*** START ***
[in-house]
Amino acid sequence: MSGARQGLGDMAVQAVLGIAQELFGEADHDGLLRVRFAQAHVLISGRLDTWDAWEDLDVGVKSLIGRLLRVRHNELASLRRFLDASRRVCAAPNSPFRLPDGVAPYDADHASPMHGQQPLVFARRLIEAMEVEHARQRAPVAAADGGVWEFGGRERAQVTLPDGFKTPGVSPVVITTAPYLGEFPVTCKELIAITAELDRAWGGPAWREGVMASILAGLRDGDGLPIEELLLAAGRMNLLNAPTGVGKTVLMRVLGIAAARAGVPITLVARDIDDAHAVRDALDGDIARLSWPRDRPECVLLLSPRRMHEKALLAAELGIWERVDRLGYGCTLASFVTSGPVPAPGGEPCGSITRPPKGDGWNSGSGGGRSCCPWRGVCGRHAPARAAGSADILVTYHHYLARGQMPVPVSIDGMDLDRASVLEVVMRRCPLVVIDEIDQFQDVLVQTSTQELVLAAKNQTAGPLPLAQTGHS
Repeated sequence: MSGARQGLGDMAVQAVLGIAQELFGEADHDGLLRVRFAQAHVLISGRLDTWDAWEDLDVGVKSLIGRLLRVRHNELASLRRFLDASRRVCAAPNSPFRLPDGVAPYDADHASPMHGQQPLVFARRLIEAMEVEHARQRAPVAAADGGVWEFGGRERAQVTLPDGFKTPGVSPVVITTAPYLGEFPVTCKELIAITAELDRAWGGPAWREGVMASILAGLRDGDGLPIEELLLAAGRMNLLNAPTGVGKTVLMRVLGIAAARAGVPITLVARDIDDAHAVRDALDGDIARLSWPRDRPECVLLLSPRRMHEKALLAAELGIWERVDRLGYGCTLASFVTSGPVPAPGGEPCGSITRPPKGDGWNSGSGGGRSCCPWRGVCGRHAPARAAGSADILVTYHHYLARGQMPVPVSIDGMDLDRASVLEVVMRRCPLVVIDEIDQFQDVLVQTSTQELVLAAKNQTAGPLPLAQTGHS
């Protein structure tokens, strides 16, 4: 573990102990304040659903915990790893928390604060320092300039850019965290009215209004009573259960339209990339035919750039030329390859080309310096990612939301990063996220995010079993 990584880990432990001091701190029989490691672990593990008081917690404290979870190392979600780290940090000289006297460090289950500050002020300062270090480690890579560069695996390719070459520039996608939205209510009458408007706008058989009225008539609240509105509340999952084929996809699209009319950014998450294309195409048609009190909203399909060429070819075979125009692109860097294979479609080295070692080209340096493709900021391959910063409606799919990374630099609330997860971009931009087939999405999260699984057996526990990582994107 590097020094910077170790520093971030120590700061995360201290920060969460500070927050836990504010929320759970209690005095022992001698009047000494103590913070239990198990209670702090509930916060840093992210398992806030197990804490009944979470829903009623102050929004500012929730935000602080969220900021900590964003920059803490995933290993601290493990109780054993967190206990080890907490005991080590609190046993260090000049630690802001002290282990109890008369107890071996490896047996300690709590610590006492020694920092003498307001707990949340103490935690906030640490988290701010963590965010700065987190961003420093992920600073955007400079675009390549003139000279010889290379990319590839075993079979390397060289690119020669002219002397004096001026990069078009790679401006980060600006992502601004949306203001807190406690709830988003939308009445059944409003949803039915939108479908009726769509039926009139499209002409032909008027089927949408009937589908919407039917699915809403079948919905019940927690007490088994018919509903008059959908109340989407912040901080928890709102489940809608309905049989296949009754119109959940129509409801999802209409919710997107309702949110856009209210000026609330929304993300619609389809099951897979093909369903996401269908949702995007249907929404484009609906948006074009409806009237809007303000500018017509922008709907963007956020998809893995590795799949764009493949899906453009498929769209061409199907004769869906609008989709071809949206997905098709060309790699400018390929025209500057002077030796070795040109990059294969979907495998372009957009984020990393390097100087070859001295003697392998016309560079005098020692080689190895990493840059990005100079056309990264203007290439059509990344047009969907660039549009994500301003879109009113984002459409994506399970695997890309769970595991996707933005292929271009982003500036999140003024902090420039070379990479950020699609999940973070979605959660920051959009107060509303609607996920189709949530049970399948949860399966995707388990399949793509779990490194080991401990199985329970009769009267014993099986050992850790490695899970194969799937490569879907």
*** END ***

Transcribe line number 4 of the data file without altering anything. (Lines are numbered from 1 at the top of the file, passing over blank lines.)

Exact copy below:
């Protein structure tokens, strides 16, 4: 573990102990304040659903915990790893928390604060320092300039850019965290009215209004009573259960339209990339035919750039030329390859080309310096990612939301990063996220995010079993 990584880990432990001091701190029989490691672990593990008081917690404290979870190392979600780290940090000289006297460090289950500050002020300062270090480690890579560069695996390719070459520039996608939205209510009458408007706008058989009225008539609240509105509340999952084929996809699209009319950014998450294309195409048609009190909203399909060429070819075979125009692109860097294979479609080295070692080209340096493709900021391959910063409606799919990374630099609330997860971009931009087939999405999260699984057996526990990582994107 590097020094910077170790520093971030120590700061995360201290920060969460500070927050836990504010929320759970209690005095022992001698009047000494103590913070239990198990209670702090509930916060840093992210398992806030197990804490009944979470829903009623102050929004500012929730935000602080969220900021900590964003920059803490995933290993601290493990109780054993967190206990080890907490005991080590609190046993260090000049630690802001002290282990109890008369107890071996490896047996300690709590610590006492020694920092003498307001707990949340103490935690906030640490988290701010963590965010700065987190961003420093992920600073955007400079675009390549003139000279010889290379990319590839075993079979390397060289690119020669002219002397004096001026990069078009790679401006980060600006992502601004949306203001807190406690709830988003939308009445059944409003949803039915939108479908009726769509039926009139499209002409032909008027089927949408009937589908919407039917699915809403079948919905019940927690007490088994018919509903008059959908109340989407912040901080928890709102489940809608309905049989296949009754119109959940129509409801999802209409919710997107309702949110856009209210000026609330929304993300619609389809099951897979093909369903996401269908949702995007249907929404484009609906948006074009409806009237809007303000500018017509922008709907963007956020998809893995590795799949764009493949899906453009498929769209061409199907004769869906609008989709071809949206997905098709060309790699400018390929025209500057002077030796070795040109990059294969979907495998372009957009984020990393390097100087070859001295003697392998016309560079005098020692080689190895990493840059990005100079056309990264203007290439059509990344047009969907660039549009994500301003879109009113984002459409994506399970695997890309769970595991996707933005292929271009982003500036999140003024902090420039070379990479950020699609999940973070979605959660920051959009107060509303609607996920189709949530049970399948949860399966995707388990399949793509779990490194080991401990199985329970009769009267014993099986050992850790490695899970194969799937490569879907």